Eastern Christians often complain that Latin missionary presence or Latinization split the practices of local communities between the sects, so why would de-Latinization coincide with the modern adaptation of liturgical gestures and habits that contravene Orthodox norms? New Liturgical Movement recently published a fascinating account of the Armenian Holy Sacrifice, a liturgy which features numerous Latin influences from Crusader times which the people of Asia Minor have not seen fit to discard, but that has not prevented some Armenian Catholics from dropping the Last Gospel. The Last Gospel may be Roman Catholic, but it is also Armenian Apostolic.

I suggest this: that de-Latinization should aim to create a normative rite in each Eastern Catholic Church on par with what their counterpart Orthodox Churches would practice. The Melkite Divine Liturgy often resembles the Antiochian Orthodox Divine Liturgy (and they often use each other's service books), but the Armenian Catholic Holy Sacrifice should approximate the Armenian Apostolic Holy Sacrifice. Let there be one rite for one people, saving any differences in proper texts between the Churches.

There are some harder cases, however, which I dare not approach. What of the Maronites, who have become so Latinized in the last four centuries that their original liturgy scarcely exists anywhere? Their bishops attempted a major restoration in 1968, but the congregations and the clergy generally rejected the move as being at odds with their own received spirituality, and unlike most Eastern Catholics, they have no dissident equivalent.

Thursday, March 14, 2019

Remembering Aspects of the Leonine Office

The pontificate of Leo XIII can be remembered as a genuine mini-Renaissance of Catholic life and culture in between the collapse of the Ancien Regime and the introduction of modern malevolences. In Phoenix from the Ashes Henry Sire associates the light handed, pastoral style of Leo with that of the paternal Pius XI and John XXIII, a last gasp before centralization stuck its tentacles into any remaining ecclesiastical crevices. 

Leo's reign saw a revival of the gothic style as Romanticism and the return to Patristics set the Christian view beyond the immediate baroque era. Soaring arches, anachronistically left pale, graced new churches along with wooden statues and richer vesture.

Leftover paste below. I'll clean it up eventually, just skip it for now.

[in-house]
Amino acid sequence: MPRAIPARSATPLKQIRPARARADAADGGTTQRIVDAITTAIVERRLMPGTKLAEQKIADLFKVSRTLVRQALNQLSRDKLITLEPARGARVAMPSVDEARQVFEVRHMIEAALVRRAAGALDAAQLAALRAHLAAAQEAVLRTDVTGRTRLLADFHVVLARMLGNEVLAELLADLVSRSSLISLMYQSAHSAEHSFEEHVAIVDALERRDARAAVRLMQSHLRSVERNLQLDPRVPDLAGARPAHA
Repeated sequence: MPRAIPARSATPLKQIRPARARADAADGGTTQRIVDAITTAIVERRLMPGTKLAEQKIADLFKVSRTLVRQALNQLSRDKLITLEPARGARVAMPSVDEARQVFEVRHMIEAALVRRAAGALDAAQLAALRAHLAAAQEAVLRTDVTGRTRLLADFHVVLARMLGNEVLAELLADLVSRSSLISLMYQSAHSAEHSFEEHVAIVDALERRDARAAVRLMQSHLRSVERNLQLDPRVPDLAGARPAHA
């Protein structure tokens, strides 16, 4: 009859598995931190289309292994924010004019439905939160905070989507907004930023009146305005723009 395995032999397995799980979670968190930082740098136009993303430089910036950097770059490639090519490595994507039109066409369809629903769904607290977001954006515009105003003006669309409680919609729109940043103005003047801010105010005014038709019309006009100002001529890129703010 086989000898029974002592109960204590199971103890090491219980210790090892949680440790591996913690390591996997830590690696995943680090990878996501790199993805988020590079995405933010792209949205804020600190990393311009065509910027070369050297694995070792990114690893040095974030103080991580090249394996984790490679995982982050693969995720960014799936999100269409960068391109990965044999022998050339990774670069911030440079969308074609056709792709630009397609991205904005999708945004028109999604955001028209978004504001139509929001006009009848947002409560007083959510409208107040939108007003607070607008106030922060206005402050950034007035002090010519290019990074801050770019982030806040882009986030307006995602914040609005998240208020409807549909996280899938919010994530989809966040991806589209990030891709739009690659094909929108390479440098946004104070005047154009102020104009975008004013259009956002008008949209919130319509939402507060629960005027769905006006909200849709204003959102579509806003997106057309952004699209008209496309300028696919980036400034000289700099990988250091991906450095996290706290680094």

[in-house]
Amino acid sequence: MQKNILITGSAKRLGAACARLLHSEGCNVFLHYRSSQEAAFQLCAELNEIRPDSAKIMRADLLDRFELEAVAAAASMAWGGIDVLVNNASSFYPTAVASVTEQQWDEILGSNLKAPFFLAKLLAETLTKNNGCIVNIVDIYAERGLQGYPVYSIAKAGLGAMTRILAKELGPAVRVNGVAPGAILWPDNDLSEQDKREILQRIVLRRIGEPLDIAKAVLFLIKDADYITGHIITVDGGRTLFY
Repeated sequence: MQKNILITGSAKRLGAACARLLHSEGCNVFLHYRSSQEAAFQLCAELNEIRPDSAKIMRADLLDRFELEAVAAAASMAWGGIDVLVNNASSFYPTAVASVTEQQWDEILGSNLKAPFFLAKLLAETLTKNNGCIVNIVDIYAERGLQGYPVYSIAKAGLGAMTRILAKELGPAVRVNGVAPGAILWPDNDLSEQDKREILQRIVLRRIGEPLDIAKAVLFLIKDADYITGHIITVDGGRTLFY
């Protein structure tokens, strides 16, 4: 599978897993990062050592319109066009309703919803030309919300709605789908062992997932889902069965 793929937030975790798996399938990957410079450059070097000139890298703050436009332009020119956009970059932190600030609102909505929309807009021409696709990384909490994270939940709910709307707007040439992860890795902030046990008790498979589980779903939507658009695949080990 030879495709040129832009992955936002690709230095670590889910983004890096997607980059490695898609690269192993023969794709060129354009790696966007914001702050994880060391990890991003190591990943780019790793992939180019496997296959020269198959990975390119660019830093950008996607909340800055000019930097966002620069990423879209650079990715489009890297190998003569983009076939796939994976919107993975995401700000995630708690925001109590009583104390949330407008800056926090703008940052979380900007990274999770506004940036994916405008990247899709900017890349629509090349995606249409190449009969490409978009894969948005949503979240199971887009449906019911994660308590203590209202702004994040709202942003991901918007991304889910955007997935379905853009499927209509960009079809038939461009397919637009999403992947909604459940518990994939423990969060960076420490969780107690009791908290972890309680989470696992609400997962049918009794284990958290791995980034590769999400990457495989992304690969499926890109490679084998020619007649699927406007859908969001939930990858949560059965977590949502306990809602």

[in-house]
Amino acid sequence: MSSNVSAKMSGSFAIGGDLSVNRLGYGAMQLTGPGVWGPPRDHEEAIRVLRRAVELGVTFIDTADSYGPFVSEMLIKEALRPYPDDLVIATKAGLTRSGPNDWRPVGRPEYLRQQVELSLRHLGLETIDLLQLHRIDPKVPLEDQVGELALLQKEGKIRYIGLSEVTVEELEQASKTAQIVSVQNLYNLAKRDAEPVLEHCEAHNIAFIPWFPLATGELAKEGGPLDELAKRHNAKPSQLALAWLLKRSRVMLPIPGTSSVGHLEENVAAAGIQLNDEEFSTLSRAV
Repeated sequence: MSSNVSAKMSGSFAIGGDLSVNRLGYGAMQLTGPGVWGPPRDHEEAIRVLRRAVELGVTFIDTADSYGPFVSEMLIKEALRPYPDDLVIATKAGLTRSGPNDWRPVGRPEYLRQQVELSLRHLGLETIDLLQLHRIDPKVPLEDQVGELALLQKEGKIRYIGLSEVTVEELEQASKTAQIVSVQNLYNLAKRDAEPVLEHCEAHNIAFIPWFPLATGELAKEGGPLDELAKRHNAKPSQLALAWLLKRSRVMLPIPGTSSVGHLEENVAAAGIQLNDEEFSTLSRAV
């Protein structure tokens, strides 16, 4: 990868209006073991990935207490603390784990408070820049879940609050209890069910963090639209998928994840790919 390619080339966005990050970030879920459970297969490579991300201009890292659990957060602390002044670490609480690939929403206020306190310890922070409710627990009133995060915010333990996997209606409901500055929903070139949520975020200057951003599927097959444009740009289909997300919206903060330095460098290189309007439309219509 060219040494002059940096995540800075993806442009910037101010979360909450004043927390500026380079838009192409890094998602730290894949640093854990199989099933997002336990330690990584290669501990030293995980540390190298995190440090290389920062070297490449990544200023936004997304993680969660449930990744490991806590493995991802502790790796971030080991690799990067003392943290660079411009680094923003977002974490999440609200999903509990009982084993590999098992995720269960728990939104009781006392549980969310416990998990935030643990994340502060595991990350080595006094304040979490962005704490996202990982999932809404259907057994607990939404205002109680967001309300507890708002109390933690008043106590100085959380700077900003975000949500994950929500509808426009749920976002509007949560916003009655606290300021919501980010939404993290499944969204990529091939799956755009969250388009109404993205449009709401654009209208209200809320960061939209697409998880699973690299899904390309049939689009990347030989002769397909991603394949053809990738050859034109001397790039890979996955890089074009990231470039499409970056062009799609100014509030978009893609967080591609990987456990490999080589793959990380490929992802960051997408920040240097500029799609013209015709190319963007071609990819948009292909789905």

In theology, Leo initiated a return to Scholasticism which, for all the short comings of manuals and Thomas's unimaginative imitators, marked a needed departure from the mechanical and narrow view of the theology coming out of Western Europe, particularly France, in prior generations. Newman, who one Jesuit described as the "first original thinker since Augustine", came into the Church and with him several positive aspects of the Oxford movement: a return to the Fathers, a return to local community as the basis of prayer, and an understanding that devotions should be done out of devotion.

However, not all aspects of the last Leonine papacy deserve historical approbation. His reign saw the continued extension of feasts of nine lessons that replaced the ferial schedule of canonical hours. Of the 18 saints canonized by Leo, half received Offices of nine lessons while some existing saints, like St Cyril or St Boniface, saw their feasts upgraded to Duplex. Outside of Advent and Lent the psalms of the day hardly ever appeared by the accession of Giuseppe Pecci to the Petrine chair. If the ferial Office did appear it was hardly ever available on consecutive days, meaning the 12 Mattins psalms of the day would be read, but Vespers would be taken from the Common of a saint. Only during pentitential seasons and during the sanctoral vigils could the ferial Office even presume to appear. Under Leo, however, it would appear less, should a cleric desire a more timely Office.